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I was watching the recent Ashes Series between Australia and English when the umpire Billy Bowden actually allowed an extra ball to be bowled in an over. Even though this was counted (I don't think any runs were scored), I would have thought that it would not be considered a legal delivery, and if a batsman actually got out should they be able to challenge this?

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1 Answer 1

Yes, the 7th ball stands as a legitimate ball when an umpire miscounts, and so a batsman can be dismissed. This is covered in Law 22.5:

22.5. Umpire miscounting

(a) If the umpire miscounts the number of valid balls, the over as counted by the umpire shall stand.

(b) If, having miscounted, the umpire allows an over to continue after 6 valid balls have been bowled, he may subsequently call Over as the ball becomes dead after any delivery, even if that delivery is not a valid ball.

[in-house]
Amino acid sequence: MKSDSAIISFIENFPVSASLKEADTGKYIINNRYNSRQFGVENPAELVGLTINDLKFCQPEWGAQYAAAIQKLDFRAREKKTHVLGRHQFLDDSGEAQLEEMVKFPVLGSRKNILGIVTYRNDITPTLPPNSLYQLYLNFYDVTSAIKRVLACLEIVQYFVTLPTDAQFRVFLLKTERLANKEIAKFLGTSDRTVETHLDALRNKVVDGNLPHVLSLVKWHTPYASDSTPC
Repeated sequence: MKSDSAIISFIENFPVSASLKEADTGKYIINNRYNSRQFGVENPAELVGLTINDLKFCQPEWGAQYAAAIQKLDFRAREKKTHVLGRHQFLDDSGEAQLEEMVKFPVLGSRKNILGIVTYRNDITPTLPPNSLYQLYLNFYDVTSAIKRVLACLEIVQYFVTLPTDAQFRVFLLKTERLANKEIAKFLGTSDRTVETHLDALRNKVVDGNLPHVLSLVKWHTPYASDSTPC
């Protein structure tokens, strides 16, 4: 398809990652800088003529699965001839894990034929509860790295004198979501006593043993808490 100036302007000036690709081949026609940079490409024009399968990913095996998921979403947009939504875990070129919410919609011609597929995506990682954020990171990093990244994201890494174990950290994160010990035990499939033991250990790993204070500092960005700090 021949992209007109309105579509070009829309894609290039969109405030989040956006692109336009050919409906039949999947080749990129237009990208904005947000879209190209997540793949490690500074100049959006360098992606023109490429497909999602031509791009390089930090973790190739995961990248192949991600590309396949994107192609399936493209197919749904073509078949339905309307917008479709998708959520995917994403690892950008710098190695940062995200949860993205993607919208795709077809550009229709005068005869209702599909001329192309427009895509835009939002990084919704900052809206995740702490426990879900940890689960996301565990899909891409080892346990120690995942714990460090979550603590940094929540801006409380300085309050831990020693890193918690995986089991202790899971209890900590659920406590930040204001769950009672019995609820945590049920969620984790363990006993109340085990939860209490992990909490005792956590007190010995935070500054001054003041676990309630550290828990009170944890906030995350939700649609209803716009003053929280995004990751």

The batsman may not challenge after being given out, regardless of which ball it is. That is regarded as dissent. See Law 42.18. In such cases, a player should be reported.

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This is correct. Note as a side point also that under 22.5(b), if the 7th ball is a wide or no ball, and the umpire realises that he has miscounted before the replacement valid delivery is bowled, he should call over immediately. Therefore in such a situation a batsman could be out, say, stumped, off the 7th delivery, but there would be no need for another valid delivery to complete the over. –  Spinner Dec 22 '13 at 16:35
    
What if the batsman reviews? What does the third umpire do then? –  user1672694 Dec 23 '13 at 23:15
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Once the ball is bowled, it counts. So in a review, the third umpire must ignore the fact that it is the 7th ball. However, he would probably advise the on-field umpire of the fact so he could call over immediately. –  Rob Hyndman Dec 24 '13 at 5:39
    
Surely there would be an issue in a limited overs match or test cricket match if an extra delivery is counted and the batting team wins the match? –  Michael Lai Jan 19 at 7:10

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